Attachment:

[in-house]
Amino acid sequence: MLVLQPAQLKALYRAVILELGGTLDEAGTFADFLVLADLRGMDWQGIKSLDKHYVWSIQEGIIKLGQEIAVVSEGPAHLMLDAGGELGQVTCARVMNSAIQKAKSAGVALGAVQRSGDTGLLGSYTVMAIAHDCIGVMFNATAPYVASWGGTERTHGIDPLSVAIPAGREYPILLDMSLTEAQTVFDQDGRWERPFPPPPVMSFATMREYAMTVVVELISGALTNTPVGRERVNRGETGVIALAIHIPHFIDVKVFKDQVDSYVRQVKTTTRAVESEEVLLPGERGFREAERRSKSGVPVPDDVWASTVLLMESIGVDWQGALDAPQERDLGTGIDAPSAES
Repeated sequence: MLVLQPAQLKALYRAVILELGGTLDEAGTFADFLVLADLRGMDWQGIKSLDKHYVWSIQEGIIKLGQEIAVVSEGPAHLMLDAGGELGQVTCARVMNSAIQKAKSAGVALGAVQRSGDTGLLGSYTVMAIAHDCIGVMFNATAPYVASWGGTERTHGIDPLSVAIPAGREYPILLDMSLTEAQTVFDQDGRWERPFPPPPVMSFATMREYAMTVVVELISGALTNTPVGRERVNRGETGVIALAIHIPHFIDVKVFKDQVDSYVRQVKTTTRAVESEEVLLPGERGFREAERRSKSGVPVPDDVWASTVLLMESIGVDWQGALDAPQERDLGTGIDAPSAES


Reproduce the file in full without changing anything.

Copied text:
[in-house]
Amino acid sequence: MLVLQPAQLKALYRAVILELGGTLDEAGTFADFLVLADLRGMDWQGIKSLDKHYVWSIQEGIIKLGQEIAVVSEGPAHLMLDAGGELGQVTCARVMNSAIQKAKSAGVALGAVQRSGDTGLLGSYTVMAIAHDCIGVMFNATAPYVASWGGTERTHGIDPLSVAIPAGREYPILLDMSLTEAQTVFDQDGRWERPFPPPPVMSFATMREYAMTVVVELISGALTNTPVGRERVNRGETGVIALAIHIPHFIDVKVFKDQVDSYVRQVKTTTRAVESEEVLLPGERGFREAERRSKSGVPVPDDVWASTVLLMESIGVDWQGALDAPQERDLGTGIDAPSAES
Repeated sequence: MLVLQPAQLKALYRAVILELGGTLDEAGTFADFLVLADLRGMDWQGIKSLDKHYVWSIQEGIIKLGQEIAVVSEGPAHLMLDAGGELGQVTCARVMNSAIQKAKSAGVALGAVQRSGDTGLLGSYTVMAIAHDCIGVMFNATAPYVASWGGTERTHGIDPLSVAIPAGREYPILLDMSLTEAQTVFDQDGRWERPFPPPPVMSFATMREYAMTVVVELISGALTNTPVGRERVNRGETGVIALAIHIPHFIDVKVFKDQVDSYVRQVKTTTRAVESEEVLLPGERGFREAERRSKSGVPVPDDVWASTVLLMESIGVDWQGALDAPQERDLGTGIDAPSAES